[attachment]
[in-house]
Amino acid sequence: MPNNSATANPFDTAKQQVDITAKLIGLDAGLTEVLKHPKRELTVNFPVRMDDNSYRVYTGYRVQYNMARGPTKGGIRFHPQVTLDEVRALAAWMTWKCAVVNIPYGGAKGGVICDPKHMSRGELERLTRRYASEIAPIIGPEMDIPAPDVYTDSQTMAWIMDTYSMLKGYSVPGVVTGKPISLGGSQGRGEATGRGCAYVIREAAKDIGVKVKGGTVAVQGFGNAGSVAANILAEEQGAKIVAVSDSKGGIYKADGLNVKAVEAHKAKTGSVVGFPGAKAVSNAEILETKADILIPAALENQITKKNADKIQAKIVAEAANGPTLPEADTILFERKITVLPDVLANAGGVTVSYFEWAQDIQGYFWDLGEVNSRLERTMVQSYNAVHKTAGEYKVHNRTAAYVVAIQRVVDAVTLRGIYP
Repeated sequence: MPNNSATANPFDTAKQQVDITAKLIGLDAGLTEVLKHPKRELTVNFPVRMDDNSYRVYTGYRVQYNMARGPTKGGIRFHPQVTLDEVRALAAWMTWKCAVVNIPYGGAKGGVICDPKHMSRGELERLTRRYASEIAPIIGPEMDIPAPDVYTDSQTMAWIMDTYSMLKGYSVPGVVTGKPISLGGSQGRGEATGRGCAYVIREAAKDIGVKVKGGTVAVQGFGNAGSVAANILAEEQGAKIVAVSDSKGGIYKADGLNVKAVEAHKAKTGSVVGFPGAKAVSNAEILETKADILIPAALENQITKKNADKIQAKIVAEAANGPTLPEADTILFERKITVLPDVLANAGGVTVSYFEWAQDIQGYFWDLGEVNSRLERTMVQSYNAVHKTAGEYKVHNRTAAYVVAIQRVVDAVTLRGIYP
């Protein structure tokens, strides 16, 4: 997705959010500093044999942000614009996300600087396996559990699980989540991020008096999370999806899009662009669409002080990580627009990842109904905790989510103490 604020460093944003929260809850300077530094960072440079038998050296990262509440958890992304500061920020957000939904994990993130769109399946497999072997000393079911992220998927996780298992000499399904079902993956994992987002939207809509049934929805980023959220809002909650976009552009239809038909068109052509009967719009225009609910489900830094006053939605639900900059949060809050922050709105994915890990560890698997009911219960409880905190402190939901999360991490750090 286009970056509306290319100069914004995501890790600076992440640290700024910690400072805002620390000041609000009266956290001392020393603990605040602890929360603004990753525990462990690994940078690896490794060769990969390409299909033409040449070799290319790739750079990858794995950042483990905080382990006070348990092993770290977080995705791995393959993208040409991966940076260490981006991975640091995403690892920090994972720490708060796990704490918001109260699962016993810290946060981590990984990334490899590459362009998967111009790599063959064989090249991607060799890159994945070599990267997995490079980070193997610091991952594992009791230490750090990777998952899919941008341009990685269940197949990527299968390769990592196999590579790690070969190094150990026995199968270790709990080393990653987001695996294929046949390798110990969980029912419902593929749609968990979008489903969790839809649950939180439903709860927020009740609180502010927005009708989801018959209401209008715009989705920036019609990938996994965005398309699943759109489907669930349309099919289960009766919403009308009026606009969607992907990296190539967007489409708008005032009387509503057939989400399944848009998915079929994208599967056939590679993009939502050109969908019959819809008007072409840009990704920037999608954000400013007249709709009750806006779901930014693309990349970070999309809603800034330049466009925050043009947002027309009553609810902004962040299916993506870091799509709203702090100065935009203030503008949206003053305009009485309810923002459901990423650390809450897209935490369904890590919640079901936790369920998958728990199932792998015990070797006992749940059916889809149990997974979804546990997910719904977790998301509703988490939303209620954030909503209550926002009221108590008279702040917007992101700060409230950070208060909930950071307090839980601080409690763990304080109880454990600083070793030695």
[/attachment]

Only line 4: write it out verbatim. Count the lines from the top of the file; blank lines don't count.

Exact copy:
């Protein structure tokens, strides 16, 4: 997705959010500093044999942000614009996300600087396996559990699980989540991020008096999370999806899009662009669409002080990580627009990842109904905790989510103490 604020460093944003929260809850300077530094960072440079038998050296990262509440958890992304500061920020957000939904994990993130769109399946497999072997000393079911992220998927996780298992000499399904079902993956994992987002939207809509049934929805980023959220809002909650976009552009239809038909068109052509009967719009225009609910489900830094006053939605639900900059949060809050922050709105994915890990560890698997009911219960409880905190402190939901999360991490750090 286009970056509306290319100069914004995501890790600076992440640290700024910690400072805002620390000041609000009266956290001392020393603990605040602890929360603004990753525990462990690994940078690896490794060769990969390409299909033409040449070799290319790739750079990858794995950042483990905080382990006070348990092993770290977080995705791995393959993208040409991966940076260490981006991975640091995403690892920090994972720490708060796990704490918001109260699962016993810290946060981590990984990334490899590459362009998967111009790599063959064989090249991607060799890159994945070599990267997995490079980070193997610091991952594992009791230490750090990777998952899919941008341009990685269940197949990527299968390769990592196999590579790690070969190094150990026995199968270790709990080393990653987001695996294929046949390798110990969980029912419902593929749609968990979008489903969790839809649950939180439903709860927020009740609180502010927005009708989801018959209401209008715009989705920036019609990938996994965005398309699943759109489907669930349309099919289960009766919403009308009026606009969607992907990296190539967007489409708008005032009387509503057939989400399944848009998915079929994208599967056939590679993009939502050109969908019959819809008007072409840009990704920037999608954000400013007249709709009750806006779901930014693309990349970070999309809603800034330049466009925050043009947002027309009553609810902004962040299916993506870091799509709203702090100065935009203030503008949206003053305009009485309810923002459901990423650390809450897209935490369904890590919640079901936790369920998958728990199932792998015990070797006992749940059916889809149990997974979804546990997910719904977790998301509703988490939303209620954030909503209550926002009221108590008279702040917007992101700060409230950070208060909930950071307090839980601080409690763990304080109880454990600083070793030695």